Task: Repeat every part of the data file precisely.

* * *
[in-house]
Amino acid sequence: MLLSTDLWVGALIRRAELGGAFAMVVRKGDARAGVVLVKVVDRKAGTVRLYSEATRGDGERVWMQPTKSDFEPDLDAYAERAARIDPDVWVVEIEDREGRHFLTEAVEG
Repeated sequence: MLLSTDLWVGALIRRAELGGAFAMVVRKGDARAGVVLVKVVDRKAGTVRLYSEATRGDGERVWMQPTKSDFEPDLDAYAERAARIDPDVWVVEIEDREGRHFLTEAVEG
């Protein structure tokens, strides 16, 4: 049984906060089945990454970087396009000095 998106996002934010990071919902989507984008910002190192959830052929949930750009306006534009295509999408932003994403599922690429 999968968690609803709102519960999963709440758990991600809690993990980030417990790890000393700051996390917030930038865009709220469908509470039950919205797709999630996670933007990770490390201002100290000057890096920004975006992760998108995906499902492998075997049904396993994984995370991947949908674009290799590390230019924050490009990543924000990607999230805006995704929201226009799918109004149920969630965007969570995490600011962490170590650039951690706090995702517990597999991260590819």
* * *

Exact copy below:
[in-house]
Amino acid sequence: MLLSTDLWVGALIRRAELGGAFAMVVRKGDARAGVVLVKVVDRKAGTVRLYSEATRGDGERVWMQPTKSDFEPDLDAYAERAARIDPDVWVVEIEDREGRHFLTEAVEG
Repeated sequence: MLLSTDLWVGALIRRAELGGAFAMVVRKGDARAGVVLVKVVDRKAGTVRLYSEATRGDGERVWMQPTKSDFEPDLDAYAERAARIDPDVWVVEIEDREGRHFLTEAVEG
């Protein structure tokens, strides 16, 4: 049984906060089945990454970087396009000095 998106996002934010990071919902989507984008910002190192959830052929949930750009306006534009295509999408932003994403599922690429 999968968690609803709102519960999963709440758990991600809690993990980030417990790890000393700051996390917030930038865009709220469908509470039950919205797709999630996670933007990770490390201002100290000057890096920004975006992760998108995906499902492998075997049904396993994984995370991947949908674009290799590390230019924050490009990543924000990607999230805006995704929201226009799918109004149920969630965007969570995490600011962490170590650039951690706090995702517990597999991260590819």